Referring to FIGS. 8A and 8B, production of a useful preform requires a mandrel M of a suitable metal alloy, e.g., steel, machined to have a transverse cross-section similar to that of a desired particle-sensing zone, e.g., Z or Z' in respective FIGS. 1-4 and FIG. 5. As indicated in FIGS. 8A and 8B, for some desired geometries a small radius R' on corners of mandrel M may be beneficial. A cylindrical tube T1 of the desired siliceous glass, most preferably synthetic amorphous silica, is then appropriately cleaned and, as shown in FIG. 8A, slid onto said mandrel, the tube with the mandrel within it then being mounted on a lathe and rotated. As is known in the glass-working art, heat is applied to the tube until the glass reaches its softening temperature and its viscosity is in the range of 1×106 poise to 60×106 poise, more preferably between 3×106 poise and 28×106 poise, whereby the softened tube can be collapsed onto the mandrel and the interior cross-section of the tube is caused to take the shape of the mandrel, as shown in FIG. 8B. Preferably, after appropriate cooling, the mandrel is removed from the collapsed tube, but may less preferably be left in said tube during part of or all of a subsequent oversleeving process. The external cross-section of the preform must be sufficient that, after the tube is drawn to provide the desired channel cross-sectional area, the desired flow-cell envelope may be fabricated, e.g., in FIG. 6, C'' is the boundary of the maximum cross-sectional area leaving a beneficial non-sharp corner on flow cell 30'' after the flats forming the outer surfaces of windows W1-W6 are polished onto a segment of the drawn preform. To achieve the necessary thickness of the preform walls, a second appropriately sized glass tube (a sleeve tube), preferably of the same glassy material as the first, is slid over the first tube, and said combination is rotated on a lathe and heated to achieve viscosity within the aforesaid range. At such viscosity, the second tube collapses onto the first tube and the siliceous materials fuse together to form a monolithic tube having a thicker wall. This process is repeated as necessary to achieve the required external cross-section for the desired flow cell, whereon the fused structure is cooled. For flow cells 30 and 30' in respective FIGS. 2 and 5, a preferred cross-sectional preform ratio (mandrel area/envelope area) is between 0.4×10-4 and 5.1×10-4, and most preferably about 1.5×10-4. For the aforesaid exemplar flow cells, the tubes used in making the preform have an inner diameter (ID) in the range between 2 and 40 mm, or preferably between 6 to 20 mm, and an outer diameter (OD) in the range between 6 and 55 mm, or preferably between 15 and 35 mm. The preform is preferably built up from silica tubes that are preferably made from silica synthesized through a chemical vapor deposition process or a sol gel process. The chemical impurity level of the silica is preferably less than 2600 ppm. Among other advantageous properties such silica has exceptional transmission in the 250 to 400 nm wavelength range and very low intrinsic fluorescence. The silica glass may also contain dopants, e.g., Ge, P, F, B, Yb, or Ti. Total dopant concentrations may vary up to 10% by weight. These dopants are useful to adjust optical properties of the silica, e.g. refractive index, absorbance, or fluorescence and physical properties such as softening point, strength, and stress distribution. Compared to other silicate glasses, synthetically fabricated silica glass also has very good chemical resistance, low coefficient of thermal expansion, and very low defect concentration. The drawn silica structure resulting from the above-described fabrication process has superior mechanical strength as compared to such structures fabricated from other glass types.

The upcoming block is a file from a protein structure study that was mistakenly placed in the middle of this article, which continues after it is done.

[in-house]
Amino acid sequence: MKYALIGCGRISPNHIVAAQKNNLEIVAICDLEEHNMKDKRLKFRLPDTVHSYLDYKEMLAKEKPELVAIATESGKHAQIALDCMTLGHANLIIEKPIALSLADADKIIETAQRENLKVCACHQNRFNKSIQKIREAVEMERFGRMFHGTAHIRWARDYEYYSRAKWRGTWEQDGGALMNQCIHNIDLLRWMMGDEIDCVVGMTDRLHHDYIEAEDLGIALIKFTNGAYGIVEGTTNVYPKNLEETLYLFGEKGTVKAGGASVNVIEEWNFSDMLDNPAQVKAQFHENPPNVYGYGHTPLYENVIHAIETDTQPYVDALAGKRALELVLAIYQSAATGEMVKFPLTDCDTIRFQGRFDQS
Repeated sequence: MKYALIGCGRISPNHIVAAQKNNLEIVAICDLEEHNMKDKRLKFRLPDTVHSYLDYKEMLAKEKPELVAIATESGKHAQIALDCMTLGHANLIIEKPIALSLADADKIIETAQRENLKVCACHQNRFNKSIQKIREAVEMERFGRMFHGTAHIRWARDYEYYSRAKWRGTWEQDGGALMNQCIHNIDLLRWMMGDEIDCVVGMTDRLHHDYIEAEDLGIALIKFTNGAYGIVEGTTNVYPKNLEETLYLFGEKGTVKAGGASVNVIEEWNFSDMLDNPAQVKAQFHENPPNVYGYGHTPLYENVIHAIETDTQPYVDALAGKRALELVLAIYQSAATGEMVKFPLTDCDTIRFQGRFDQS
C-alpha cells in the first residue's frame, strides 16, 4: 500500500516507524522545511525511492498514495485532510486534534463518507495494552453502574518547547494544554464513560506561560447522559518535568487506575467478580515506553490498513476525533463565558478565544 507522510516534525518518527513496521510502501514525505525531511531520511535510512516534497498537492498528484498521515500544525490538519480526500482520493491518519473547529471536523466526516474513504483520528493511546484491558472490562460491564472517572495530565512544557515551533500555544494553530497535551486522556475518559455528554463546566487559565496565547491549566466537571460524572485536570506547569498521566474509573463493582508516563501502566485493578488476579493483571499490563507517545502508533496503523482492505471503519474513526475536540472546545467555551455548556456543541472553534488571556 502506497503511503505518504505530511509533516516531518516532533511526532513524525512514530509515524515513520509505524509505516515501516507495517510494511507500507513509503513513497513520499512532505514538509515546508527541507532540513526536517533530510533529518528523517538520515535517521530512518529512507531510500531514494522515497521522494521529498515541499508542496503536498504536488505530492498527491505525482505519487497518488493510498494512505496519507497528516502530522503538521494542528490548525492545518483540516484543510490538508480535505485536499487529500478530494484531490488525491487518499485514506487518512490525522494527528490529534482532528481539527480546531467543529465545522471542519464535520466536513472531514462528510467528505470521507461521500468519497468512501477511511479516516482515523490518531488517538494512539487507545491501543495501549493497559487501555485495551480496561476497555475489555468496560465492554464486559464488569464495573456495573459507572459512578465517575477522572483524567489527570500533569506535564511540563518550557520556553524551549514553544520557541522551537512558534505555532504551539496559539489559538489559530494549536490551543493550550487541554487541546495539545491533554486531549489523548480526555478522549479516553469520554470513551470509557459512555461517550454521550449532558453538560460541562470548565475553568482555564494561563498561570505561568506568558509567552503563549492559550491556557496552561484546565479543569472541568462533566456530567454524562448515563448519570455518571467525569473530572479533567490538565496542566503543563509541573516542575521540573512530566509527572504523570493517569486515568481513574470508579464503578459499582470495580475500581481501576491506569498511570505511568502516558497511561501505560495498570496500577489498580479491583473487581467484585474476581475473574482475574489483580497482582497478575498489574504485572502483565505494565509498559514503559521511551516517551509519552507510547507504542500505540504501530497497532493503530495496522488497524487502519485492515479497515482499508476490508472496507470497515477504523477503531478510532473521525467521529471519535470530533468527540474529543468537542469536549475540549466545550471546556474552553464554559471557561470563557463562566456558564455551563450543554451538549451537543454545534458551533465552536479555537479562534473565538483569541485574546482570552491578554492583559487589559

It will be understood that the above-noted ratios and preferable dimensions apply to a preferred process for making monolithic optical flow cell 30 of FIG. 2 or 30' in FIG. 5 having, respectively, square or hexagonal particle-sensing zones Z or Z' about 50 micra flat-to-flat, with wall thickness to permit proper finishing after drawing. Both monolithic flow cells were provided an envelope comprising optically polished planar surfaces having opposing flat separations of 4.2 mm, with respective widths of 4.2.mm and 2.4 mm and lengths of 6.3 mm. Both flow cells have been demonstrated to function in appropriate flow-cell assemblies to which the FIG. 1 apparatus was adapted. While the respective sides of particle-sensing zones and envelopes such flow cell can be of the same width as was the case for the exemplar flow cells, i.e., said cross-sections are regular, sides can be of a width adapted to achieve a desired angular or optical path-length relationship between the flow axis within the particle-sensing zone and envelope sides, whereby efficient coupling to appropriate optical sensors may be provided. Those skilled in the glass-working arts can adapt these teachings to provide sensing zones and wall thicknesses appropriate to other intended applications. Larger cross-sectional areas in such monolithic optical flow cells require different ratios and/or larger preform ODs, and thicker walls require larger preform ODs. By appropriately adapting the ratios and dimensions, it is possible to form optical elements having channels of more than 62,500 micra2 in cross-sectional area that provide acceptable optical data (S and F) in a flow cytometer or wall thicknesses up to 4.5 mm that provided usable V, C, and S data in conventional hematology analyzers.